The child welfare agency is also required to see the children monthly, and social workers usually try to talk to the children privately to see how things are going, Gonzalez said.

“If there’s any allegations of abuse or neglect, then we would do an actual child abuse investigation,” she said.

Part of the approval process also requires the resource parents to go through a pre-approval training on trauma, and they are required to complete more training annually.

For homes under a private foster family agency, if there’s an allegation that’s not related to abuse, the state’s Community Care Licensing Division would carry out the investigation, and the county would not be involved, Gonzalez said. However, if the allegations involve abuse, the county conducts a child abuse investigation simultaneously as the Community Care Licensing Division, or it would share its findings with the state agency.

Currently, there are about 2,600 children in the child welfare system. Gonzalez said that represents about 300 more than the agency had a year ago.

Fresno County has 73 foster homes and 522 approved relative homes, Gonzalez said. The more than 20 foster family agencies the county works with have around 450 foster homes.

“About half of the homes that are in Fresno County, or nearly half are those private homes,” she said.

General complaints are common, although not in every home, Gonzalez said, but those involving sexual or physical abuse are not so much.

“The serious ones are not very common,” she said, adding that her agency maybe receives one sexual abuse allegation once a year or once every other year.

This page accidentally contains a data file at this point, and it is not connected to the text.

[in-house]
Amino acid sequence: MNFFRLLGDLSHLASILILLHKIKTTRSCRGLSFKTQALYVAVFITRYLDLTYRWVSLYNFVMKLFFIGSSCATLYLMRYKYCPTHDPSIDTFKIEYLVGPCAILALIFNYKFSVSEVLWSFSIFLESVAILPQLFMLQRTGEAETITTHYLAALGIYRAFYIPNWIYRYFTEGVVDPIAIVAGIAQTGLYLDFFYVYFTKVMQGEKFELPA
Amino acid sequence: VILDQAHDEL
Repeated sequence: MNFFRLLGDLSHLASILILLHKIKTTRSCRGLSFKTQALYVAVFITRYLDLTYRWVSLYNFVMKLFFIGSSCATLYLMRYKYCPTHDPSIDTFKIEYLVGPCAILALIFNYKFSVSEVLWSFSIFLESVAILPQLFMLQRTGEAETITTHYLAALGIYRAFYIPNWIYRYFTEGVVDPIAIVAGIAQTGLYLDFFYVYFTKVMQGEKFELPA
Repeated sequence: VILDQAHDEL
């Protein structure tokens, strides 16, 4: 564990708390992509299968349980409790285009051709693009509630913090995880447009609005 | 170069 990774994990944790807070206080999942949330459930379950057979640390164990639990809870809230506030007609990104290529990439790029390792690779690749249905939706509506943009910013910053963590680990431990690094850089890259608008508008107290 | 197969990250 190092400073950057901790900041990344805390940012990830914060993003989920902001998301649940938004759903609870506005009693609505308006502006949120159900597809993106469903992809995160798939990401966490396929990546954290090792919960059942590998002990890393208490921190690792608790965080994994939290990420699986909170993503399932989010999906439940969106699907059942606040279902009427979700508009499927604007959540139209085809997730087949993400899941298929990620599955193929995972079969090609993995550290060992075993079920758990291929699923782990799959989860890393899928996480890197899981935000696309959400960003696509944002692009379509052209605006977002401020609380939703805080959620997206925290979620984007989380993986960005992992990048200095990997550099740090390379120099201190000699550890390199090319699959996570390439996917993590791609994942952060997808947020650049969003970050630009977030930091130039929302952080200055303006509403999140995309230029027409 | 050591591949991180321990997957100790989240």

Gonzalez’s agency doesn’t really suspend licenses. It mostly puts them on hold while the investigative process plays out.

“In terms of actually revoking their license, that’s a pretty strenuous process that we have to go through the state, with quite a bit of evidence, and so we do do it, but it’s very infrequent,” she said.

Only a “handful” of homes have had their license revoked in the last five years, Gonzalez said.

“We strive to keep children safe and help the family,” she said. “We want to protect the children that are in our care, and definitely, we learn from any situations that arise and really want to have strong practices because our number one goal is to keep children safe.”

Yesenia Amaro covers immigration and diverse communities for The Fresno Bee. She previously worked for the Phnom Penh Post in Cambodia and the Las Vegas Review-Journal in Nevada. She recently received the 2018 Journalistic Integrity award from the CACJ. In 2015, she won the Outstanding Journalist of the Year Award from the Nevada Press Association, and also received the Community Service Award.